Smoking And Depression
Smoking And Depression
Linda Hyder Ferry (Associate Professor, Preventive Medicine and Family Medicine, Loma Linda University School of Medicine) gives expert video advice on: Why is it so easy for some people to quit smoking and so hard for other's?; How are depression and addiction connected?; Why do I become depressed when I try to quit smoking? and more...
Why is it so easy for some people to quit smoking and so hard for other's?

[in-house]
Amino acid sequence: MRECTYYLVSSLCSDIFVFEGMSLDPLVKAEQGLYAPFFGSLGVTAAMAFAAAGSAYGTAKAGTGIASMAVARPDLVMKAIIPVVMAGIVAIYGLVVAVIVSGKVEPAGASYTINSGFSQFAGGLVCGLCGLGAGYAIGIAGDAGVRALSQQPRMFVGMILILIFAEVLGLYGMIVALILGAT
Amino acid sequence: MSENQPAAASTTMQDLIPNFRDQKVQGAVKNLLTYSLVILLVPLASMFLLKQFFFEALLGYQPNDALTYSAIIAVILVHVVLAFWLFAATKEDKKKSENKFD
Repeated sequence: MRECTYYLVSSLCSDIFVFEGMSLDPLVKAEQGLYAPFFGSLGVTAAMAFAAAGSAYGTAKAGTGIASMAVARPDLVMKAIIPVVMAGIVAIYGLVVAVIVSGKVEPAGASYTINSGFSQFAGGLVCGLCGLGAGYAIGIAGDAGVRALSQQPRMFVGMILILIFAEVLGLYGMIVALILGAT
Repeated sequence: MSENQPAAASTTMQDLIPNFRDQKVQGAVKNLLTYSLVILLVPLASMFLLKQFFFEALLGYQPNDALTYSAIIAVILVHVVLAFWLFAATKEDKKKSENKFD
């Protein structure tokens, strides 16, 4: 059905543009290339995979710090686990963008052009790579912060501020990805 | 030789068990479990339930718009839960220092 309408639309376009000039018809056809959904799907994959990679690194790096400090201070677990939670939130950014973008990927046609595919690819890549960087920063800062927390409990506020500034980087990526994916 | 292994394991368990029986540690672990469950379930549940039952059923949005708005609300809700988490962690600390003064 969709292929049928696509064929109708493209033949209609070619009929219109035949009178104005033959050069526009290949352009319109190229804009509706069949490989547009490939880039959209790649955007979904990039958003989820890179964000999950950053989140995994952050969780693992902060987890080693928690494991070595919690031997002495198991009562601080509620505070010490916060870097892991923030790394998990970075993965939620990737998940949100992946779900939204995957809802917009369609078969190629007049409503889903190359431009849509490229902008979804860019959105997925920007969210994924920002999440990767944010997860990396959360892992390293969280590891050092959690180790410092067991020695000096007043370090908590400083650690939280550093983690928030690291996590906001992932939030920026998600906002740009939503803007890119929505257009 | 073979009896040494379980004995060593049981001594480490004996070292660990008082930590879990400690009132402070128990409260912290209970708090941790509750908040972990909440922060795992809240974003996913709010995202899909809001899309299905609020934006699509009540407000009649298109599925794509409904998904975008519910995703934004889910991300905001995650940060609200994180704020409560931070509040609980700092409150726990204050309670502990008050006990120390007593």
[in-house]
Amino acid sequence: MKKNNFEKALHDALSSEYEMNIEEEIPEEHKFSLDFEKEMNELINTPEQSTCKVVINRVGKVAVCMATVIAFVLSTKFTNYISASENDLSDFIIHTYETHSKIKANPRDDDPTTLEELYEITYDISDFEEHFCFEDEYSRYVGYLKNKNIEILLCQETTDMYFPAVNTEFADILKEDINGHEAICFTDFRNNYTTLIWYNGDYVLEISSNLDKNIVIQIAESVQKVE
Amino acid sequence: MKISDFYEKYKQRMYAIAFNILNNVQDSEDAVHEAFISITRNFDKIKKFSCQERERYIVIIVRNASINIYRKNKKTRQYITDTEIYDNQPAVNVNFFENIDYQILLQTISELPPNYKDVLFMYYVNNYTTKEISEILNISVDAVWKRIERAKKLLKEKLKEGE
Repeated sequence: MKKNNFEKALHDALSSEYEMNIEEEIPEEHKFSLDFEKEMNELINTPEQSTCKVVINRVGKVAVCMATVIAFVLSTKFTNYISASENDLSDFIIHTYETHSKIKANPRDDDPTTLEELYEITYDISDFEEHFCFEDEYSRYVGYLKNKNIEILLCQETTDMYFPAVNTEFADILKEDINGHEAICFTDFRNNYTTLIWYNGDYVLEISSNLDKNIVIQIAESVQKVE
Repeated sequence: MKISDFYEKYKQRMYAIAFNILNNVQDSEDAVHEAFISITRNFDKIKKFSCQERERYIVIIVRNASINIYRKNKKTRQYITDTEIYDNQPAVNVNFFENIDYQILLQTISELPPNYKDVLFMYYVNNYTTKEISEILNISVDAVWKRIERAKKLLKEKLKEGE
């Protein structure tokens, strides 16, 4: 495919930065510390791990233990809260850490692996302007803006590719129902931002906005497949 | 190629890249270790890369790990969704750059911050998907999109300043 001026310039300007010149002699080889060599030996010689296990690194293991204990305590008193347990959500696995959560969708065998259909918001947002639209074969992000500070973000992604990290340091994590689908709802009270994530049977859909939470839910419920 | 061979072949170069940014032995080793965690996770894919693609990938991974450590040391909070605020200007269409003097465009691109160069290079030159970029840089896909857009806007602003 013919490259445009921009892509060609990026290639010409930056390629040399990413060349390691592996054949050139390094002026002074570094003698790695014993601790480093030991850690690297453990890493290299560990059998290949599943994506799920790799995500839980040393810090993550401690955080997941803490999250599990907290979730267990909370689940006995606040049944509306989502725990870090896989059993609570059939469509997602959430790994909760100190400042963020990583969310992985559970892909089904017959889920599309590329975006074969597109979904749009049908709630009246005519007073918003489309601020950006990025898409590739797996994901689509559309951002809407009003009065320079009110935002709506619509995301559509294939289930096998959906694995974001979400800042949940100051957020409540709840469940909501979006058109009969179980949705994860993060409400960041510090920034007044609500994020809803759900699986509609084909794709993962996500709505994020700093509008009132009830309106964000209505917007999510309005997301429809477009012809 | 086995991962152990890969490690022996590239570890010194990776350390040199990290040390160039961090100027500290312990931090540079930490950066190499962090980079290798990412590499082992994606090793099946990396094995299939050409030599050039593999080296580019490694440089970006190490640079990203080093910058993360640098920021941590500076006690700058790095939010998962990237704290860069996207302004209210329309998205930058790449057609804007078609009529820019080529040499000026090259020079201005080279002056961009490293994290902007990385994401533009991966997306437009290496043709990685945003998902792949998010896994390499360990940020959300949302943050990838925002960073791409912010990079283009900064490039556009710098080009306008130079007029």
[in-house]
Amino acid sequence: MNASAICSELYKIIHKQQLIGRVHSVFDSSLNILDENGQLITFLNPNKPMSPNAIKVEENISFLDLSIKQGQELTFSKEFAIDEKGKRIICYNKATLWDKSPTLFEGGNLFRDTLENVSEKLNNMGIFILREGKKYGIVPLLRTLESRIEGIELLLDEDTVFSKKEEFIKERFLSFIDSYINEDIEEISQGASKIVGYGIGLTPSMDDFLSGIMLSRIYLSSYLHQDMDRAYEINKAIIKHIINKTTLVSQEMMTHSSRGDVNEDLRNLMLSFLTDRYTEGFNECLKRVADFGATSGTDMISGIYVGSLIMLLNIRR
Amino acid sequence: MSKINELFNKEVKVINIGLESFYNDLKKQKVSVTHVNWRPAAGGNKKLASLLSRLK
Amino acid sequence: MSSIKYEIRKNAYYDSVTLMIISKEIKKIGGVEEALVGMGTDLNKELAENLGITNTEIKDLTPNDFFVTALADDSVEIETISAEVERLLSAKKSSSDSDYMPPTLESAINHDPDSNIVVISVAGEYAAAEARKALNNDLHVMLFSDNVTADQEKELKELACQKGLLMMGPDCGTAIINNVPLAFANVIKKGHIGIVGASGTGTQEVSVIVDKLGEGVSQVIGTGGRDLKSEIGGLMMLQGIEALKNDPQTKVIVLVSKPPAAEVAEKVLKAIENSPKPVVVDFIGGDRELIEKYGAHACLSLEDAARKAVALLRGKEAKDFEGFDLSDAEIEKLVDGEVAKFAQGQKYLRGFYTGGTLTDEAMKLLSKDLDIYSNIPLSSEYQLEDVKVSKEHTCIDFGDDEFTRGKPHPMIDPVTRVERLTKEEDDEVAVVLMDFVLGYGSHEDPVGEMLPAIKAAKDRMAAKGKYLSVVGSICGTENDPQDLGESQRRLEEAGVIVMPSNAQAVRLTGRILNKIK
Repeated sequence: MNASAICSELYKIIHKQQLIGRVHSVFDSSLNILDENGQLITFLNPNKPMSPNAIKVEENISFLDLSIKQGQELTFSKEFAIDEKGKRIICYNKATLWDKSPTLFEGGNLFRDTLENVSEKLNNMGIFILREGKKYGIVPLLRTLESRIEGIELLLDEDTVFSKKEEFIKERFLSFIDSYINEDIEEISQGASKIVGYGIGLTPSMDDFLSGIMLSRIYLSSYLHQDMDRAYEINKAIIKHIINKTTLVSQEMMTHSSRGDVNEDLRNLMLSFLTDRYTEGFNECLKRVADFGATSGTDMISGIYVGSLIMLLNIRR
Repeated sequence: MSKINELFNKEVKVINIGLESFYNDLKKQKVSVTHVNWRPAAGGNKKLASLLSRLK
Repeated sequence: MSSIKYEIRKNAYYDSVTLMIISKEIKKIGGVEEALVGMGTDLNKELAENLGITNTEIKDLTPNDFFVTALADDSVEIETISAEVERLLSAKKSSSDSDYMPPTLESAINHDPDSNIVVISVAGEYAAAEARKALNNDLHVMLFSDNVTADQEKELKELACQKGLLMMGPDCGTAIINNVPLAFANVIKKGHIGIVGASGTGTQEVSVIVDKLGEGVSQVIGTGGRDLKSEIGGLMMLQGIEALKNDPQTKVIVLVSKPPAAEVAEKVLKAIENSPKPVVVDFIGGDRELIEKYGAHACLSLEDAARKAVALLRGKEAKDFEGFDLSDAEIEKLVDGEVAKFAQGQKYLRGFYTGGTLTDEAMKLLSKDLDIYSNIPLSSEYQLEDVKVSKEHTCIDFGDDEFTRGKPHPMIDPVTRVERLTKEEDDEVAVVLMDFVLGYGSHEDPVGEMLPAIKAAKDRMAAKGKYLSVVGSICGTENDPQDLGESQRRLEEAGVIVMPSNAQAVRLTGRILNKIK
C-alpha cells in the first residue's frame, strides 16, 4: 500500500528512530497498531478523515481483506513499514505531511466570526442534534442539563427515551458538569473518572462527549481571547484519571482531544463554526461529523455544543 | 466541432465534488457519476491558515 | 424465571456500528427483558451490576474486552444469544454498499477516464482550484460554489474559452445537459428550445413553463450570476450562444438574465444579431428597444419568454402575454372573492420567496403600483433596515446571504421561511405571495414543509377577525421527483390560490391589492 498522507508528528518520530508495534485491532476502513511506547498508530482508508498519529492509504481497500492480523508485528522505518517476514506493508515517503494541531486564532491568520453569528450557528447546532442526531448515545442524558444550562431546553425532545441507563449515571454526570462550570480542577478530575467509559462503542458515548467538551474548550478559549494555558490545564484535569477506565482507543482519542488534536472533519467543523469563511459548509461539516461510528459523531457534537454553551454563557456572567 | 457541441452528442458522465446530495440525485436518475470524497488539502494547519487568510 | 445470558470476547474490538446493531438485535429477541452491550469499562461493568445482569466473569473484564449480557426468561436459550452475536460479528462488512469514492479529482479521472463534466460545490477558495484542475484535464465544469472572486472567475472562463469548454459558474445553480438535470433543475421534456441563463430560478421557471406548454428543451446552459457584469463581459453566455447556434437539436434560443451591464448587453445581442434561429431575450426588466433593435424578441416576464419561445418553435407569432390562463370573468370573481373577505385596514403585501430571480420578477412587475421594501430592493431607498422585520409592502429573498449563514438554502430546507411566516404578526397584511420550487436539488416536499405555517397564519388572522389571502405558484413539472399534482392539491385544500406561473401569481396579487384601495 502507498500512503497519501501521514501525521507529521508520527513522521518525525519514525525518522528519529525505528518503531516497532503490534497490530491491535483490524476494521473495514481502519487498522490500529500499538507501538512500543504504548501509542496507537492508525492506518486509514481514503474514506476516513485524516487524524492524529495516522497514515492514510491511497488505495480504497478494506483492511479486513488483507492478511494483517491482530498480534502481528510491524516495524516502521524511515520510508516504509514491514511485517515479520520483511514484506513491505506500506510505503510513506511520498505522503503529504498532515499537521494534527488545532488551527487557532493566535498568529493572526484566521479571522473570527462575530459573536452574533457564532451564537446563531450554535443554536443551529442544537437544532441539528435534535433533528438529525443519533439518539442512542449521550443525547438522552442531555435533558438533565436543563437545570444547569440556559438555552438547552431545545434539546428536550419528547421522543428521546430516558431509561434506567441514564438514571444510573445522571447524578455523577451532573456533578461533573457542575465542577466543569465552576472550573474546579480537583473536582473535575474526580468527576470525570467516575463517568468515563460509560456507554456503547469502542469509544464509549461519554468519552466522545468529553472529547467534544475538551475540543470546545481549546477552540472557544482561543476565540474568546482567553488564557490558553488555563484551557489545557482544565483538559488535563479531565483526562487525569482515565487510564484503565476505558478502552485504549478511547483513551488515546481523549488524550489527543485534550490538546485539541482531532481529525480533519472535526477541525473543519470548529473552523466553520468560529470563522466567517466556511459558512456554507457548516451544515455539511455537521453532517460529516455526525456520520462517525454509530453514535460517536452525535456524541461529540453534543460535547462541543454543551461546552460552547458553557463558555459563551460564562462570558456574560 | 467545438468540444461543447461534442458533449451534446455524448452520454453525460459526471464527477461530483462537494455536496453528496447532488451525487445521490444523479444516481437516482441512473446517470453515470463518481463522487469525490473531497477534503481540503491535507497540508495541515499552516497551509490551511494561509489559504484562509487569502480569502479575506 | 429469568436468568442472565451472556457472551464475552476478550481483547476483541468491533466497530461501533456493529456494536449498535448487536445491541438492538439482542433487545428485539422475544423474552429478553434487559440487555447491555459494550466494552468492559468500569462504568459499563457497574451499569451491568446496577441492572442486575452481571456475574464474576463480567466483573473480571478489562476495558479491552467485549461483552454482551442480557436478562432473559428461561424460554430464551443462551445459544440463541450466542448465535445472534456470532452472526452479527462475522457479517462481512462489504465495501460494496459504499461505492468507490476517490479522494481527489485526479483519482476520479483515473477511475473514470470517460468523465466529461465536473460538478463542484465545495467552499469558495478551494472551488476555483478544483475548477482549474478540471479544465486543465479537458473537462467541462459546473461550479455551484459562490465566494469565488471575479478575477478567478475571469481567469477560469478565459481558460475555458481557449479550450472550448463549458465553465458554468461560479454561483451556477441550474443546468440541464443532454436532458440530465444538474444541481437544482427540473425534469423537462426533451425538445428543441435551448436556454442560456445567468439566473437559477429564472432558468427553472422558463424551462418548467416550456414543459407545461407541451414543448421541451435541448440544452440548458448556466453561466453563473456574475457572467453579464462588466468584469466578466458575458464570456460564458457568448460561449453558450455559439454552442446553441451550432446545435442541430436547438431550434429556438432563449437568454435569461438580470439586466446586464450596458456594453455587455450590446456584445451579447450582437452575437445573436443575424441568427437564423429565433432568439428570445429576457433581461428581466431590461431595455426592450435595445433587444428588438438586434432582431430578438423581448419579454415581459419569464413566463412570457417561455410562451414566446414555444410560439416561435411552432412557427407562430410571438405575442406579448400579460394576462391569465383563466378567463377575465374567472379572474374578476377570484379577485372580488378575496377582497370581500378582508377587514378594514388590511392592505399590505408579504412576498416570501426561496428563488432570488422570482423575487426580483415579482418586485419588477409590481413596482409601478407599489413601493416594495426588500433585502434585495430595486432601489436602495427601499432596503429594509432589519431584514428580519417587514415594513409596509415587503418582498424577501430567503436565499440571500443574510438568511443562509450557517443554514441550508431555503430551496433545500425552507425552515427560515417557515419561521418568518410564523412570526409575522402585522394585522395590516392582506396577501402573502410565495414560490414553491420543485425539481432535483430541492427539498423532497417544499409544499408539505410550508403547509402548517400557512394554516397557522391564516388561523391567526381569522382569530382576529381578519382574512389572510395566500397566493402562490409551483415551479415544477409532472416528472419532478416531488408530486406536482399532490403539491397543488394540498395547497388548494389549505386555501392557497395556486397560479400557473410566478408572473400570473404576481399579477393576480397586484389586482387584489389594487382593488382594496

Some people find it so easy to quit smoking because they have only one problem they're dealing with, and that is the lifestyle, the environment, the habit , the rituals and routines of smoking. Their nicotine addiction itself is not very strong and when they make a decision to quit smoking, they don't have severe withdrawal symptoms, they don't feel terrible, they lay their cigarettes down and they go about their way. This is once they make up their mind. About 10-20% of the population of smokers find it easy to quit smoking. The vast majority find it much more difficult because the way they feel, their withdrawal symptoms or their whole life environment is just wrapped around their smoking in such a way that holds them very tightly. There are other underlying conditions that you need to consider, too, such as depression or other mood disorders for which cigarette smoking really makes someone feel much better and when they quit smoking their symptoms significantly increase to the point where they find life unmanageable. So the long risk people, I call them, are the ones who aren't heavily addicted, they don't have to smoke the first thing when they wake up in the morning, they can go for hours without minding having a cigarette. Those people, when they quit, don't have much that pulls them back in. But the people who have a very strong addiction, a brain chemistry disorder set up by their nicotine dependence, and when they have an underlying condition that makes them want the cigarette to treat that problem, those individuals have a much more difficult time quitting smoking, and need professional help. But with that help they can be just as successful in the long run.